Flexitarian diet might be right for you

It’s a flexible, semi-vegetarian diet that emphasizes but is not limited to plant foods.

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This flexible dietary pattern allows for a transition to greater intake of plant foods, without sacrificing food preferences.

This flexible dietary pattern allows for a transition to greater intake of plant foods, without sacrificing food preferences.

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Theree are many reasons people might limit or avoid meat, including religious beliefs, concern for the ethical treatment of animals, health concerns and concerns about the well-being of the planet.

But, while most people think of vegetarian or vegan diets as the only other options, there is another one — a flexitarian diet.

A blend of flexible and vegetarian, the term was introduced more than a decade ago and, as the name suggests, describes a flexible, semi-vegetarian diet that emphasizes but is not limited to plant foods.

That makes it less restrictive than a vegetarian or vegan diet, allowing for small amounts of animal products like meat, eggs and dairy foods.

The diet boosts the intake of fruits, vegetables and whole grains while keeping meat and other animal products to a minimum.

That’s good for meat lovers who want to eat more healthfully but don’t want to completely shy away from, say, hamburgers or steak, avoiding the all-or-nothing approaches of vegetarianism or veganism.

There are more specific diet classifications that describe the philosophies behind reducing meat consumption, such as climatarian, a reduction in beef and lamb consumption for the benefit of the planet, and reducetarian, a diet that aims to include less red meat, poultry and seafood as well as less dairy and fewer eggs regardless of how much intake is reduced or the motivation behind it.

Chicago dietitian Dawn Jackson Blatner, author of “The Flexitarian Diet: The Mostly Vegetarian Way to Lose Weight, Be Healthier, Prevent Disease, and Add Years to Your Life,” classifies flexitarians in three groups: beginners, advanced and experts. The higher the classification, the fewer animal foods she prescribes. The meat prescriptions range from six to eight meatless meals to 15 or more meatless meals a week.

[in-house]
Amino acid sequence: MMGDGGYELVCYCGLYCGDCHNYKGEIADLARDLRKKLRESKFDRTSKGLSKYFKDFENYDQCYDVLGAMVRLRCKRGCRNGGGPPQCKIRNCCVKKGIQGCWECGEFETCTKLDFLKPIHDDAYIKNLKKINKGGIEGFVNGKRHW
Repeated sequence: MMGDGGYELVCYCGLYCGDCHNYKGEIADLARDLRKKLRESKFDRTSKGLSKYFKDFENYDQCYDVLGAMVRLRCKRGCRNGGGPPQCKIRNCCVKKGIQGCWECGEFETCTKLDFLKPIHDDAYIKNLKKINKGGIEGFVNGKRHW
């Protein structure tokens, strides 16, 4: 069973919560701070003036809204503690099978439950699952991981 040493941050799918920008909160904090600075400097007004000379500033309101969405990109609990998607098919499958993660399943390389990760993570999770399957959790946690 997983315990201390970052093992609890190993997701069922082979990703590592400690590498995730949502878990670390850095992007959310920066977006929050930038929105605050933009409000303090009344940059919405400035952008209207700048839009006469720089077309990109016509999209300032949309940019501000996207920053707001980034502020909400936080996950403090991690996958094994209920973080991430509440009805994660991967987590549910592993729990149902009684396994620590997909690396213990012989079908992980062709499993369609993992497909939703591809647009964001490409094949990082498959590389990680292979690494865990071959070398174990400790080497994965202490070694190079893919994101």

Jessica Cording, a dietitian and author of “The Little Book of Game Changers: 50 Health Habits for Managing Stress & Anxiety,” shies from strict classifications.

“I think that the optimal number of animal-based meals per week can vary from one individual to the next,” Cording says.

While a flexitarian diet is sometimes used as a transition to a vegan or vegetarian diet, with a stricter limitation or elimination of meat and other animal products, it doesn’t have to be viewed as a temporary transition diet. It can be a permanent healthy lifestyle change. The beauty of the flexitarian diet is that it allows for splurges on special occasions like hot dogs on the Fourth of July, turkey at Thanksgiving and eggnog at Christmas.

A review of 25 studies evaluated the health benefits of flexitarian or semi-vegetarian diets. Early findings suggest that diets that limit the intake of animal foods were linked to improved body weight and improved indicators of metabolic health, blood pressure and a reduced risk of type 2 diabetes.

Previous studies have shown a significant association between meat intake and body mass index: The greater the meat intake, the higher the BMI.

While BMI is not a perfect predictor of health, researchers have found that the higher your BMI, the greater risk for certain diseases such as heart disease, high blood pressure, Type 2 diabetes, gallstones, breathing problems and certain cancers.

Environmental Nutrition is an independent newsletter written by experts on health and nutrition.

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